So it's been a month since I butchered a child's Razor scooter and shoved a electric bike motor system into it. Let's hear some results!
I am able to use it for inter-campus transportation with about 50% capacity drain for a full day.
That's acceptable. Especially since it is probably mostly burst amps from accelerating. Voltage has yet to drop below nominal 22.2 (for a 6-cell lipoly). I still regularly monitor the pack for increased volume, but nothing vile has arisen. The picture above shows post-charge results. We have a 66% drain over an extended run time (I had group projects across campus that evening). You'll have to excuse my camera. No flash superimposed the words "END" and "BAL" to create the illusion of "BAD" on the LCD screen.
Over a period of time, I discovered my ground clearance to be steadily decreasing. My predictions have been reaffirmed. The amount of metal removed from the original frame, combined with the hastily designed frame extensions drastically reduced the integrity of the structure. I disassembled the frame this holiday break and discovered the fracture points to lay just as I had predicted: the region where aluminum and polycarbonate met.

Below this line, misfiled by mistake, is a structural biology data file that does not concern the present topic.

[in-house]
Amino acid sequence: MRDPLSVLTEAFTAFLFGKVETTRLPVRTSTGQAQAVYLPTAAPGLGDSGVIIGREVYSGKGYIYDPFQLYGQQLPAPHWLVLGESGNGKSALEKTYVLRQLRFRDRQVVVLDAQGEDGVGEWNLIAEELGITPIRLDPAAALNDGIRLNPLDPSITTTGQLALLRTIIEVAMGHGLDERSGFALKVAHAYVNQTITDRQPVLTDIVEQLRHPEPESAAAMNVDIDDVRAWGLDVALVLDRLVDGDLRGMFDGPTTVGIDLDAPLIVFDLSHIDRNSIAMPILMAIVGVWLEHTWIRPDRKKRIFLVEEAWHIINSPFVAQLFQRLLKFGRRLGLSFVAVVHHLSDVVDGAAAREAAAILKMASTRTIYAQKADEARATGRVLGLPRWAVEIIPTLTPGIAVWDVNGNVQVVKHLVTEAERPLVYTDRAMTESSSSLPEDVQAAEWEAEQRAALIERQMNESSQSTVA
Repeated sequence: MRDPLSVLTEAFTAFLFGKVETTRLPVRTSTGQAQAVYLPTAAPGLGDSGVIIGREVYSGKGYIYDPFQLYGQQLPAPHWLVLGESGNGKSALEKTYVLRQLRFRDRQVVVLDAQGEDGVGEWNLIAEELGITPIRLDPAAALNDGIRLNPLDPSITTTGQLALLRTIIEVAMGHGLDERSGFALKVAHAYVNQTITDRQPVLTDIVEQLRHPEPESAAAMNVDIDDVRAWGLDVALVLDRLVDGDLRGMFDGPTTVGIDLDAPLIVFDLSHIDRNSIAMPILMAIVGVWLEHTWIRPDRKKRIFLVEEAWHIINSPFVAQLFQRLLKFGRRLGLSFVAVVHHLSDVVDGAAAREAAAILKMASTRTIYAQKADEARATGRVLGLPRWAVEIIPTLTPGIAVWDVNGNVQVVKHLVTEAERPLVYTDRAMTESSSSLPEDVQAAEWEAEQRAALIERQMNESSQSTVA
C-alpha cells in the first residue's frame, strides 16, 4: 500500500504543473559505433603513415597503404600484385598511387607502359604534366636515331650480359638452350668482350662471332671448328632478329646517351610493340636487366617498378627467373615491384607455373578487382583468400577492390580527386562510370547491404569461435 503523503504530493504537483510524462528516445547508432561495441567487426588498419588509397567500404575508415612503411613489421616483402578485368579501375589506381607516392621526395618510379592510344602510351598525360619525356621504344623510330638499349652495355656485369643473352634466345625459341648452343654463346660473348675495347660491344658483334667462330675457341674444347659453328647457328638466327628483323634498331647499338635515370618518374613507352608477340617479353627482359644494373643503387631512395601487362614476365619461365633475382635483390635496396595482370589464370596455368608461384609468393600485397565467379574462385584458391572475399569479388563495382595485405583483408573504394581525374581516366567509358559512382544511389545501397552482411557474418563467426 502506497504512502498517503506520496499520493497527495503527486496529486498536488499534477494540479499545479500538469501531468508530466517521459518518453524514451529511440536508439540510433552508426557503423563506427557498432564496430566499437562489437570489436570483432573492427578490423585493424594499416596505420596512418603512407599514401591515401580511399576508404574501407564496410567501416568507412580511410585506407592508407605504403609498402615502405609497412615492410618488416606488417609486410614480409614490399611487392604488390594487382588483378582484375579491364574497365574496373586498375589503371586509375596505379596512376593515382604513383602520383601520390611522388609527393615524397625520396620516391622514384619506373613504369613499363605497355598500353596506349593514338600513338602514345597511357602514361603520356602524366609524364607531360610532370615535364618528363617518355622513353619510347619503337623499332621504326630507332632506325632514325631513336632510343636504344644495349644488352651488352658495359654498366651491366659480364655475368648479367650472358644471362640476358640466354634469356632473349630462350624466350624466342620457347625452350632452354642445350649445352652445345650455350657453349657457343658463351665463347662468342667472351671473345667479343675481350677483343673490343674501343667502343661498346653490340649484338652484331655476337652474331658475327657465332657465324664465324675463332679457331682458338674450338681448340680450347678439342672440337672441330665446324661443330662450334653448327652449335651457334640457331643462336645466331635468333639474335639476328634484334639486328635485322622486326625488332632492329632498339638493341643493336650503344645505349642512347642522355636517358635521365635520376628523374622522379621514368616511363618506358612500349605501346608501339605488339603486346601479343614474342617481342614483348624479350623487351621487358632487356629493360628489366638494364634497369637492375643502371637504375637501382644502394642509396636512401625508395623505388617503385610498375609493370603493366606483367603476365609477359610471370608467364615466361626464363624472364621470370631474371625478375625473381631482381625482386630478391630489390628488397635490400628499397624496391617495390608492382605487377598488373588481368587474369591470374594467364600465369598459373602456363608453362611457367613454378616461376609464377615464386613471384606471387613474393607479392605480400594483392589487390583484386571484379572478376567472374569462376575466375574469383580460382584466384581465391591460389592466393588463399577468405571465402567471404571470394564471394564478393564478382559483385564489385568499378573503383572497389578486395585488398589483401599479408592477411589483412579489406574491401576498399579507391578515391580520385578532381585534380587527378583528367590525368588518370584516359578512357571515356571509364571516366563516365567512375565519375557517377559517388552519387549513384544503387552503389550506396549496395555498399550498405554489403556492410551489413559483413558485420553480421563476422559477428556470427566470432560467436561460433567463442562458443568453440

All of this could have been avoided by starting with a single piece aluminum frame extension. Thankfully, I am still a ULI, and speedy metals is having a 10% holiday discount until January 31. Therefore, bring in the upgrades!
From the image, you can see the back end remains virtually the same. I rotated the motor mounting holes so that the centerline from the motor shaft to the wheel deadshaft were in line. Originally, the sprocket would rub against the spacer with left from some interestingly deep erosion marks as illustrated in the picture below. Undamaged spacer included for reference. I hope you know what a hex bolt is supposed to look like.
The majority of the changes were made to the front half. This iteration does away with the original scooter frame. It was far too troublesome modifying the frame to the design and it bore little fruit other than comedic value. This body is serious business. Slots and tabs everywhere. The accessible panel has been moved from the bottom to the top. This is because repeated ground scrapings sheered screw heads which made it a pain to disassemble. Speaking of bottom plates, a UHMW skid bar will be added to take the blunt of aggressive gutters and sidewalk ramps. On top of all that aluminum will most likely be a sheet of 1/16" garolite. Just something to cover the large gaping service channel and be pretty. If it is garo, I might even consider laser engraving a graphic into the center of the deck. Gettin' fancy now...
Of course, this frees up about 2-3" of space in the scooter body, not to mention the extended width and height. This means I can opt for a BIGGER BATTERY or protection to my current pack. Both would be nice, but I may push for the larger battery in preparation for the next advancement in campus transportation: MTD (to be described in detail later).
Lots of great material coming up (but its late, and im lazy).